While the Chinese regime wants to avoid a full-blown military conflict in the immediate future, the time frame for such action is narrowing, according to Sauer. He noted Taiwan’s society is far removed from that of mainland China. “Given the unabashed efforts of China to take over Hong Kong, the chances for Taiwan to relinquish their autonomy peacefully are slim to none.”
Fanell agreed, saying the Chinese regime does not necessarily want to go to full-blown war to achieve its goals. “But as time goes on [without Taiwan’s submission], the pressure to use military force increases exponentially,” he said, adding that Taiwan and the United States are running out of time because the Chinese Communist Party (CCP) is on a timeline.
2049 will mark the 100th anniversary of the founding of the Chinese regime. As the date moves closer, Fanell said the CCP is on a timeline to be “totally restored and complete.” In effect, their goal is to complete what Chinese leader Xi Jinping refers to as the “great rejuvenation of the Chinese nation.”
According to Fanell, “whoever is the paramount leader at this time will be able to stand up in front of the world and say China has completed the great rejuvenation, having taken control of areas they believe are theirs.” These areas include Taiwan and the disputed border regions of India, he noted.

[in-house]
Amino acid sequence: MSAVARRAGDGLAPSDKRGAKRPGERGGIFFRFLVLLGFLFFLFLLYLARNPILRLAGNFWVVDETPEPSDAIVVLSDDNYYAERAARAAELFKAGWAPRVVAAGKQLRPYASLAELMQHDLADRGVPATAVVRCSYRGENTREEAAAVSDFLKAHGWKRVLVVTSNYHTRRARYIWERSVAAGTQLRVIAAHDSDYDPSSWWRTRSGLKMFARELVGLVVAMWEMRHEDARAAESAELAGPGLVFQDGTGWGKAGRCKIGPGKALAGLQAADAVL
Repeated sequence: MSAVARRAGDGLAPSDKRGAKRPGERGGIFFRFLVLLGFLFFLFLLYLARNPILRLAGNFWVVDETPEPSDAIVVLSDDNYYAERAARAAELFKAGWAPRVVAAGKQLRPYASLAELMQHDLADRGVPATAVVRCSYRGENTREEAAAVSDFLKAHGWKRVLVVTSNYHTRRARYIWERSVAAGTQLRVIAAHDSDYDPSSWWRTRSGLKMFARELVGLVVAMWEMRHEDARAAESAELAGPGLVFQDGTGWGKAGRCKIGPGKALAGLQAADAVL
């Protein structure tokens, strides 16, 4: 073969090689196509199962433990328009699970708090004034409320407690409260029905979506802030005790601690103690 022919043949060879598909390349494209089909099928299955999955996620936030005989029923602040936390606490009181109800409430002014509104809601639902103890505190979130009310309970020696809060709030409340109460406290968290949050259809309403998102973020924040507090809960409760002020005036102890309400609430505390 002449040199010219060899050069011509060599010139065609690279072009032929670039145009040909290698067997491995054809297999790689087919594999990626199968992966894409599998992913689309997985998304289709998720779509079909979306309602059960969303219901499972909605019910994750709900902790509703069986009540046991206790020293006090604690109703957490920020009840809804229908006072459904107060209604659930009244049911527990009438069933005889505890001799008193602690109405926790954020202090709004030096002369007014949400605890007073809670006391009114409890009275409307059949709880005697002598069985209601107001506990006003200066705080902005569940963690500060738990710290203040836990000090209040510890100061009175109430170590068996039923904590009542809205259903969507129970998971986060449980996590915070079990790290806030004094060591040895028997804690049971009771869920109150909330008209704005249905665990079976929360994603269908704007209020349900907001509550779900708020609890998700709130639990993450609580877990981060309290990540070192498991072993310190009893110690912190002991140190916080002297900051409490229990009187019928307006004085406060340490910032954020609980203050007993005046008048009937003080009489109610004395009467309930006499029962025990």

For the CCP, they are likely focusing on one key question: “How late can [the Chinese regime] wait to use military force and still expect the world to come to Beijing on 1 October 2049 and celebrate the great rejuvenation?”
Following the massacre at Tiananmen Square, the world condemned “the barbarous actions of the PRC and CCP in 1989,” he said. “Fast-forward 19 years and President Bush sat, with sleeves rolled up, among commoners in a stadium to enjoy the spectacular opening ceremony of the 2008 Beijing Olympics.”
If 20 years is the proposed mark for the world to forget about the atrocities of Tiananmen Square, then “back up 20 years from 2049,” Fanell. Thus, the time period between now and 2030, he characterizes as “the decade of great concern”—“the most dangerous time in the world” for Taiwan and its allies.
If the Chinese were to take “aggressive” military action between 2025 and 2030, for example, he said, “the Chinese also recognize that the West has a short attention span, and will forget about their use of force, just like they forgot about Tiananmen Square.”
“Many of the same people who will oppose the invasion of Taiwan will also forget about the invasion, and find themselves attending the big [rejuvenation] ceremony in 2049,” Fanell said.